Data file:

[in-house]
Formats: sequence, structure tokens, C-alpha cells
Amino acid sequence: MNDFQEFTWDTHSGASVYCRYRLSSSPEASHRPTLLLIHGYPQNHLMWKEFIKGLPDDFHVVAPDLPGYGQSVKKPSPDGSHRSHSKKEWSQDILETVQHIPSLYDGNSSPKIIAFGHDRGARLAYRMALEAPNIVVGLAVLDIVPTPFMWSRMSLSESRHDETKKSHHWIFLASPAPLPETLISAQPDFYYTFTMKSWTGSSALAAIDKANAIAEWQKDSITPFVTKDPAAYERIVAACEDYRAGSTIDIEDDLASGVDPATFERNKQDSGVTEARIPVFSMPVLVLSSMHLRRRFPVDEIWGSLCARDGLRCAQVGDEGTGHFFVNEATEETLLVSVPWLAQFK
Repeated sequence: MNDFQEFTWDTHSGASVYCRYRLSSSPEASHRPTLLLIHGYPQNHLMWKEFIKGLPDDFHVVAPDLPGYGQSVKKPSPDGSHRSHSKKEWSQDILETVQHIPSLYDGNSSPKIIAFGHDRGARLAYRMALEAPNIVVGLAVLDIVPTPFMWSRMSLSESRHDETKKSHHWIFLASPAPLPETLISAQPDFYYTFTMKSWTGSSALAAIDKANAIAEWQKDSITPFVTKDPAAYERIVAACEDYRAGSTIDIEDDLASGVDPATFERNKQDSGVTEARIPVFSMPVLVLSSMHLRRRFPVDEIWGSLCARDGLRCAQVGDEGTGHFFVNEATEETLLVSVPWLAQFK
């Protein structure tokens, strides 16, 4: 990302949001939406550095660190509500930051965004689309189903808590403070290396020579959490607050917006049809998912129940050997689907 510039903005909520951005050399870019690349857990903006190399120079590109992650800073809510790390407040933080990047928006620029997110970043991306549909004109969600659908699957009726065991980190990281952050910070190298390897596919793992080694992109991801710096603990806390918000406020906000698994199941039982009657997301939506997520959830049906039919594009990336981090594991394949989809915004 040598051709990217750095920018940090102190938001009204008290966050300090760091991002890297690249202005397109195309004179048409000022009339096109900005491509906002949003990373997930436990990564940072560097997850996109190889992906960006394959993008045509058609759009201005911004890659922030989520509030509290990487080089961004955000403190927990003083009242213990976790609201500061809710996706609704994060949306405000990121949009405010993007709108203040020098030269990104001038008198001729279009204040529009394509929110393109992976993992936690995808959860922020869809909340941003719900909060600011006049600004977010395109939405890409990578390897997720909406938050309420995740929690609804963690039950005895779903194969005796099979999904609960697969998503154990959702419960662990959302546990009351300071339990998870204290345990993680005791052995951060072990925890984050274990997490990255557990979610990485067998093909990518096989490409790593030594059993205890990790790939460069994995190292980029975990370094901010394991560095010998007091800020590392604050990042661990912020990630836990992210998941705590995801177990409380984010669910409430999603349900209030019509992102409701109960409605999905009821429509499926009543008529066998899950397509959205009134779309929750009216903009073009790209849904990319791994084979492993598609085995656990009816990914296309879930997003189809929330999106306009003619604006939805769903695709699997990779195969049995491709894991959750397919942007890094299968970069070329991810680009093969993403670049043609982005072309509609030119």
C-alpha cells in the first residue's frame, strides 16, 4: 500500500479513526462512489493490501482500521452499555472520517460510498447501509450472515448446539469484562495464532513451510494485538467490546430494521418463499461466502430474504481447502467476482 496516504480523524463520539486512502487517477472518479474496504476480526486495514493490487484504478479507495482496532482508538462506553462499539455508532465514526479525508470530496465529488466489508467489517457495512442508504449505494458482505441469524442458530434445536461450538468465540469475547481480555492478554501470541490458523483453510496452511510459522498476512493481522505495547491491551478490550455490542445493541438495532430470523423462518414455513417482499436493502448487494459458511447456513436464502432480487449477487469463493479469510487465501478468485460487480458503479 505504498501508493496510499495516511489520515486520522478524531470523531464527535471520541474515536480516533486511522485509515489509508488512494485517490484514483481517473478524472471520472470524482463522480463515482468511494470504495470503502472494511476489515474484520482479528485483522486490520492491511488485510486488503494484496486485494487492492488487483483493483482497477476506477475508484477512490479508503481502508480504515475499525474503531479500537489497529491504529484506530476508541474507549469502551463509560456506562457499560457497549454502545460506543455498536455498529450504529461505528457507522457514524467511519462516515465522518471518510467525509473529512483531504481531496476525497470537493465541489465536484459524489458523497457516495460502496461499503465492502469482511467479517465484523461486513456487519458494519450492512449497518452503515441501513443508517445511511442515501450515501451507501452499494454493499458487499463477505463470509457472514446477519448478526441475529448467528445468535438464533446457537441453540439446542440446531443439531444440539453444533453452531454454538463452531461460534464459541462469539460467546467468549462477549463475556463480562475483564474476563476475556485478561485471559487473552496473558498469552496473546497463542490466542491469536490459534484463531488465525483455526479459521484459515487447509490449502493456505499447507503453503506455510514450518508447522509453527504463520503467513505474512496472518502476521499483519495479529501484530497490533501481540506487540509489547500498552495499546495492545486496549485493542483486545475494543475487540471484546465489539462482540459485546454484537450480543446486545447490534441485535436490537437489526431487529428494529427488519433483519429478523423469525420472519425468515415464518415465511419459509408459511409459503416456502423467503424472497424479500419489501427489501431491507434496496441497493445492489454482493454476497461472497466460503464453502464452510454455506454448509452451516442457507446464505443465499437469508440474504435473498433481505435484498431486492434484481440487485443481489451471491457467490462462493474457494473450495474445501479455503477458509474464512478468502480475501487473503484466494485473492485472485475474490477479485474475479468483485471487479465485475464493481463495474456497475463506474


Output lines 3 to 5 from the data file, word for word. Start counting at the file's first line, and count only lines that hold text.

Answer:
Amino acid sequence: MNDFQEFTWDTHSGASVYCRYRLSSSPEASHRPTLLLIHGYPQNHLMWKEFIKGLPDDFHVVAPDLPGYGQSVKKPSPDGSHRSHSKKEWSQDILETVQHIPSLYDGNSSPKIIAFGHDRGARLAYRMALEAPNIVVGLAVLDIVPTPFMWSRMSLSESRHDETKKSHHWIFLASPAPLPETLISAQPDFYYTFTMKSWTGSSALAAIDKANAIAEWQKDSITPFVTKDPAAYERIVAACEDYRAGSTIDIEDDLASGVDPATFERNKQDSGVTEARIPVFSMPVLVLSSMHLRRRFPVDEIWGSLCARDGLRCAQVGDEGTGHFFVNEATEETLLVSVPWLAQFK
Repeated sequence: MNDFQEFTWDTHSGASVYCRYRLSSSPEASHRPTLLLIHGYPQNHLMWKEFIKGLPDDFHVVAPDLPGYGQSVKKPSPDGSHRSHSKKEWSQDILETVQHIPSLYDGNSSPKIIAFGHDRGARLAYRMALEAPNIVVGLAVLDIVPTPFMWSRMSLSESRHDETKKSHHWIFLASPAPLPETLISAQPDFYYTFTMKSWTGSSALAAIDKANAIAEWQKDSITPFVTKDPAAYERIVAACEDYRAGSTIDIEDDLASGVDPATFERNKQDSGVTEARIPVFSMPVLVLSSMHLRRRFPVDEIWGSLCARDGLRCAQVGDEGTGHFFVNEATEETLLVSVPWLAQFK
């Protein structure tokens, strides 16, 4: 990302949001939406550095660190509500930051965004689309189903808590403070290396020579959490607050917006049809998912129940050997689907 510039903005909520951005050399870019690349857990903006190399120079590109992650800073809510790390407040933080990047928006620029997110970043991306549909004109969600659908699957009726065991980190990281952050910070190298390897596919793992080694992109991801710096603990806390918000406020906000698994199941039982009657997301939506997520959830049906039919594009990336981090594991394949989809915004 040598051709990217750095920018940090102190938001009204008290966050300090760091991002890297690249202005397109195309004179048409000022009339096109900005491509906002949003990373997930436990990564940072560097997850996109190889992906960006394959993008045509058609759009201005911004890659922030989520509030509290990487080089961004955000403190927990003083009242213990976790609201500061809710996706609704994060949306405000990121949009405010993007709108203040020098030269990104001038008198001729279009204040529009394509929110393109992976993992936690995808959860922020869809909340941003719900909060600011006049600004977010395109939405890409990578390897997720909406938050309420995740929690609804963690039950005895779903194969005796099979999904609960697969998503154990959702419960662990959302546990009351300071339990998870204290345990993680005791052995951060072990925890984050274990997490990255557990979610990485067998093909990518096989490409790593030594059993205890990790790939460069994995190292980029975990370094901010394991560095010998007091800020590392604050990042661990912020990630836990992210998941705590995801177990409380984010669910409430999603349900209030019509992102409701109960409605999905009821429509499926009543008529066998899950397509959205009134779309929750009216903009073009790209849904990319791994084979492993598609085995656990009816990914296309879930997003189809929330999106306009003619604006939805769903695709699997990779195969049995491709894991959750397919942007890094299968970069070329991810680009093969993403670049043609982005072309509609030119």